All posts related to "rheumatoid arthritis"

Spotlight on Arthritis Superheroes

SuperheroesToday, the “Spotlight on Arthritis Superheroes” is directed on Rheumatoid Arthritis Guy.

RA Guy’s rheumatoid arthritis started when he was in his 20’s. His heels were in pain and his knees creaked. In the winter time, his RA symptoms became worse. In his 30’s, his pain never went away and he was unable to use his knees. Finally, after many visits to a doctor, he came across a rheumatologist who confirmed that he had rheumatoid arthritis.

Since his diagnosis, RA Guy has learned a lot about rheumatoid arthritis.

“I learned what TENS means. I gained weight. I regained the use of my knees. I got on meds. I got off meds. I got back on meds. I started doing yoga. I lost a lot of weight. I started taking hot baths. I started sleeping with wool socks. I started taking lots of NSAIDs. I started having stomach problems. I got depressed. I started wearing ankle braces. I started wearing wrist braces. I got happy. I started meditating. I started writing positive affirmations. I started pacing myself through my day-to-day activities. I went into remission. I came out of remission. I had lots of flares. I started therapy. I started getting early joint damage. I started this blog. Most importantly, I started to learn how to LIVE with rheumatoid arthritis.”

Join RA Guy as he shares his ups and downs and continues his journey through chronic pain and debilitating inflammation. Our favourite part about his blogs is that he uses humor to shed light onto matters that others may consider serious. Continue reading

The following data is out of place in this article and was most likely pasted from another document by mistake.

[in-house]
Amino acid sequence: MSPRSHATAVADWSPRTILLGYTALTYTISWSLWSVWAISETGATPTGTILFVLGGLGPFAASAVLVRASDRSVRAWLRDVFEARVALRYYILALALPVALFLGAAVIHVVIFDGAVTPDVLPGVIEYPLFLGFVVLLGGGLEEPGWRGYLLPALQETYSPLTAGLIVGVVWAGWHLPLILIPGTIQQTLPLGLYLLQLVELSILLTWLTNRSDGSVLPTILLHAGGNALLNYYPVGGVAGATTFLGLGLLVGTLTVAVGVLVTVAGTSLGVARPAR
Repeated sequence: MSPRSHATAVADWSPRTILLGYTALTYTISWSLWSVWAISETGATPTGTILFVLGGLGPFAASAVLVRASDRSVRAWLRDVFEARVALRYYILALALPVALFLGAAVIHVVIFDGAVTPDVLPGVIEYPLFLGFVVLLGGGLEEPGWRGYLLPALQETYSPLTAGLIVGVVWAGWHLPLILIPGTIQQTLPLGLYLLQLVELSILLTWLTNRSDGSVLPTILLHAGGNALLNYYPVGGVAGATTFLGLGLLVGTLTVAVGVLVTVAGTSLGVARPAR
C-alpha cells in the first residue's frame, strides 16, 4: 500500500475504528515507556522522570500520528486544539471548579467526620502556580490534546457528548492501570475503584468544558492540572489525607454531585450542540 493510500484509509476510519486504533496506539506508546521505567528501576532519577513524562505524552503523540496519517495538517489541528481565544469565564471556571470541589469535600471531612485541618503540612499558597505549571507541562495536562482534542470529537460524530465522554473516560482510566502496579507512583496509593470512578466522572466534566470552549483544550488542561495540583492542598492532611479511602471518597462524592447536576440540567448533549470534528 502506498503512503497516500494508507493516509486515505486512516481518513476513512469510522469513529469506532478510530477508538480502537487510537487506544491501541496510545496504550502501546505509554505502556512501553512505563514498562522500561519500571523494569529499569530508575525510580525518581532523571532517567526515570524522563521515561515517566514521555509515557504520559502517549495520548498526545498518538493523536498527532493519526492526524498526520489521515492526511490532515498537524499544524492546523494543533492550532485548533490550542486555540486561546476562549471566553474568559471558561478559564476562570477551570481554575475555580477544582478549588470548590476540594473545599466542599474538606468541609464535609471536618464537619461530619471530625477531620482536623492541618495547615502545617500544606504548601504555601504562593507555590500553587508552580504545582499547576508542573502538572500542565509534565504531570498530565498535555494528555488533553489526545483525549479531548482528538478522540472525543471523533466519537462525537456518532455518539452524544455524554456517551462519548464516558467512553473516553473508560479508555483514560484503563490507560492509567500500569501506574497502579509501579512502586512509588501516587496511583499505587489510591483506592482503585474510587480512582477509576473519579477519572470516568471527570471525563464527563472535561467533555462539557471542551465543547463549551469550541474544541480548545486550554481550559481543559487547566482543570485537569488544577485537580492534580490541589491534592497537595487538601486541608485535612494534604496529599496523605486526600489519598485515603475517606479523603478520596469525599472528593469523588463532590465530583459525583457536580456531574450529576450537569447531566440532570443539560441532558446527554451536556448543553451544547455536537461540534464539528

September 10 is World Suicide Prevention Day

World Suicide Prevention Day BannerSeptember 10 is World Suicide Prevention Day. Statistics Canada reports that in 2009 alone, there were about 100,000 years of potential life lost to Canadians under the age of 75 as a result of suicides. Suicide is a major cause of premature and preventable death.

The Statistics Canada website states:

Research shows that mental illness is the most important risk factor for suicide; and that more than 90% of people who commit suicide have a mental or addictive disorder. Depression is the most common illness among those who die from suicide, with approximately 60% suffering from this condition. No single determinant, including mental illness, is enough on its own to cause a suicide. Rather, suicide typically results from the interaction of many factors, for example: mental illness, marital breakdown, financial hardship, deteriorating physical health, a major loss, or a lack of social support.

People living with rheumatoid arthritis (RA) are twice as likely as the rest of the population to experience depression. The following are possible reasons depression occurs in people with RA:

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JointHealth™ monthly: Having summer fun with arthritis

JointHealth monthly Title PageJointHealth™ monthly: Having summer fun with arthritis

The key ingredients to a healthy dose of summer fun include taking care of your body by eating well, maintaining a healthy body weight, adhering to your treatment therapy, and doing the right kinds of exercise properly.

In this issue of JointHealth™ monthly, you will find out the benefits of outdoor summer exercise for people living with arthritis and learn ways in which people living with arthritis can enjoy summer. As well, you will learn:

  • How to play tennis or golf safely with arthritis.